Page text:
A short time later, while at an Italian restaurant with a group of friends and music executives, Carey was asked by the head of Epic Records for her thoughts on Puffy, whom she'd recently worked with. "The table got quiet as I leaned in and gave my honest assessment: that Puff and Bad Boy were definitely where modern music was headed." Mottola became so apoplectic, he jumped up from the table, paced around the restaurant, and then retuned. "Still vibrating with rage, he slammed his first on the table and announced, 'I just want everybody to know that THANKSGIVING IS CANCELLED!' Um, okay."
As Carey transitioned more into of a rap/hip-hop sound, she invited producer Jermaine Dupri and rising rapper Da Brat out to "Sing Sing" to work on a song. When she and Da Brat left to get some fries from Burger King, something Carey knew would be a huge transgression, Dupri called in a panic: "'This ain't f------ funny,' he said. 'Tommy is bugging out; he got everybody running around looking for 'yall; they got guns out and s---.'"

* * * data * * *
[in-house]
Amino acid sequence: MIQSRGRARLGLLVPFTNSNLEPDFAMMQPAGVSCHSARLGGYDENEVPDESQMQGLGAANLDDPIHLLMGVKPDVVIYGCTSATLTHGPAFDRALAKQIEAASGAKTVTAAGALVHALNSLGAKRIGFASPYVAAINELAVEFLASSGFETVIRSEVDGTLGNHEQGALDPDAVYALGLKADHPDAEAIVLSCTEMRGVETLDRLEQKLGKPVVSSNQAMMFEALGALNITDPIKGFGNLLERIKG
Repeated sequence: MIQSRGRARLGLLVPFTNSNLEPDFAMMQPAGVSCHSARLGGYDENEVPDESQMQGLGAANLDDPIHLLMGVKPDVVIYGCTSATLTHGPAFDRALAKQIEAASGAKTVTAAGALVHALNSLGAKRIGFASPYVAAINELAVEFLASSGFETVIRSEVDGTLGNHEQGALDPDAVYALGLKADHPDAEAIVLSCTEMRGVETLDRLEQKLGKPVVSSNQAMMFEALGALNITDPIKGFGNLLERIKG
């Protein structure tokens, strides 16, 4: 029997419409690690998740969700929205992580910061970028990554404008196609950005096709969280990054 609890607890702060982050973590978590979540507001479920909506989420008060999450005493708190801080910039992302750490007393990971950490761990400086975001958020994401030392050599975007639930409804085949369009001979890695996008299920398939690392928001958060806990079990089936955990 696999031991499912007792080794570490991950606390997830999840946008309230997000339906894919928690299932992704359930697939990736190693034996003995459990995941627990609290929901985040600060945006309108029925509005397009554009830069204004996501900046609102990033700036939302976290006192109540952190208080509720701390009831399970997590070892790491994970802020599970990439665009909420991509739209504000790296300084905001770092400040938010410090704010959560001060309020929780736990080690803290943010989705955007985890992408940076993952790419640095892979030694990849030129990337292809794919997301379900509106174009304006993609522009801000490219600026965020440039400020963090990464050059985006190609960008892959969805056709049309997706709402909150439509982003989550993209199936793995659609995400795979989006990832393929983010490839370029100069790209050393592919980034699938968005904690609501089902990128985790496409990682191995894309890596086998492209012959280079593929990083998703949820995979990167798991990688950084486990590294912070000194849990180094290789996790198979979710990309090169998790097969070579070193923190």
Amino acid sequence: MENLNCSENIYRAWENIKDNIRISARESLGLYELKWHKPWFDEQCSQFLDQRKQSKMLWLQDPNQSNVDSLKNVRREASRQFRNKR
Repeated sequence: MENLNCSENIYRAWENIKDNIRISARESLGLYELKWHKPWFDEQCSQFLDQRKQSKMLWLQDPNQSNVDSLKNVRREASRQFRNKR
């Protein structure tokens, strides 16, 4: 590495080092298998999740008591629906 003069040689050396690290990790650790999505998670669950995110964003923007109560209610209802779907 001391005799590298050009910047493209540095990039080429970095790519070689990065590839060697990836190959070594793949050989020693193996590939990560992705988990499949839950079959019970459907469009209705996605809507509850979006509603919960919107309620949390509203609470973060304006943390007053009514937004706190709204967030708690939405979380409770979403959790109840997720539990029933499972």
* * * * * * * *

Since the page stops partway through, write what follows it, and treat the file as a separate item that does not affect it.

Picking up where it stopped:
As the calls continued to come, Da Brat went from amused to concerned. "She said something like, 'This ain't right. This is your s---, Mariah…We all here because of you. You done sold millions of records, girl. You live in a damn palace. You have everything, but if you can't be free to go to f------ Burger King when you want, you ain't got nothing. You need to get out of there'…If Da Brat, a 19-year-old female rapper from the West Side, is afraid for you, you know the situation has got to be dire, dahling."
After a therapist warned Mottola during couple's counseling that he'd lose Carey forever if he didn't loosen the reins, Carey was allowed to take acting classes. She took the opportunity to seek even more independence, secretly renting a small apartment in the building next door to the acting teacher's, connected by private passageway.